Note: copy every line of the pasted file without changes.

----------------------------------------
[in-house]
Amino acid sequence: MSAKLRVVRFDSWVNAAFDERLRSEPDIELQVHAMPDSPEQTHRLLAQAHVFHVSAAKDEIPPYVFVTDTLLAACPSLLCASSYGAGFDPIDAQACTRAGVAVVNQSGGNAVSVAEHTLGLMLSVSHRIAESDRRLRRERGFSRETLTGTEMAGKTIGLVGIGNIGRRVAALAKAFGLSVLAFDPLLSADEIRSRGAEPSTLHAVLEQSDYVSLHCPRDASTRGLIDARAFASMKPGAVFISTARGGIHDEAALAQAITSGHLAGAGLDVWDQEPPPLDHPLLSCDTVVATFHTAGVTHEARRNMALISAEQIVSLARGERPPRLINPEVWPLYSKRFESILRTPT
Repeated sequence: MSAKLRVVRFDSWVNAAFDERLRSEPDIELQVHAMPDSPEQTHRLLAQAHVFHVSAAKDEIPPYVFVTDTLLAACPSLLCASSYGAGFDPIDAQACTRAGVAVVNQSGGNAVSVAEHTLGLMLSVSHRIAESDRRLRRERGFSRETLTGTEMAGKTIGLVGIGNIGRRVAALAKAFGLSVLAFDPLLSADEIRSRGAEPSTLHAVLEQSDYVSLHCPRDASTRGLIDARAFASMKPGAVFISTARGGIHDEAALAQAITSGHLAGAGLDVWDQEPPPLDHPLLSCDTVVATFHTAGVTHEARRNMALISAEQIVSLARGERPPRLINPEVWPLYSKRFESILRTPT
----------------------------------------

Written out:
[in-house]
Amino acid sequence: MSAKLRVVRFDSWVNAAFDERLRSEPDIELQVHAMPDSPEQTHRLLAQAHVFHVSAAKDEIPPYVFVTDTLLAACPSLLCASSYGAGFDPIDAQACTRAGVAVVNQSGGNAVSVAEHTLGLMLSVSHRIAESDRRLRRERGFSRETLTGTEMAGKTIGLVGIGNIGRRVAALAKAFGLSVLAFDPLLSADEIRSRGAEPSTLHAVLEQSDYVSLHCPRDASTRGLIDARAFASMKPGAVFISTARGGIHDEAALAQAITSGHLAGAGLDVWDQEPPPLDHPLLSCDTVVATFHTAGVTHEARRNMALISAEQIVSLARGERPPRLINPEVWPLYSKRFESILRTPT
Repeated sequence: MSAKLRVVRFDSWVNAAFDERLRSEPDIELQVHAMPDSPEQTHRLLAQAHVFHVSAAKDEIPPYVFVTDTLLAACPSLLCASSYGAGFDPIDAQACTRAGVAVVNQSGGNAVSVAEHTLGLMLSVSHRIAESDRRLRRERGFSRETLTGTEMAGKTIGLVGIGNIGRRVAALAKAFGLSVLAFDPLLSADEIRSRGAEPSTLHAVLEQSDYVSLHCPRDASTRGLIDARAFASMKPGAVFISTARGGIHDEAALAQAITSGHLAGAGLDVWDQEPPPLDHPLLSCDTVVATFHTAGVTHEARRNMALISAEQIVSLARGERPPRLINPEVWPLYSKRFESILRTPT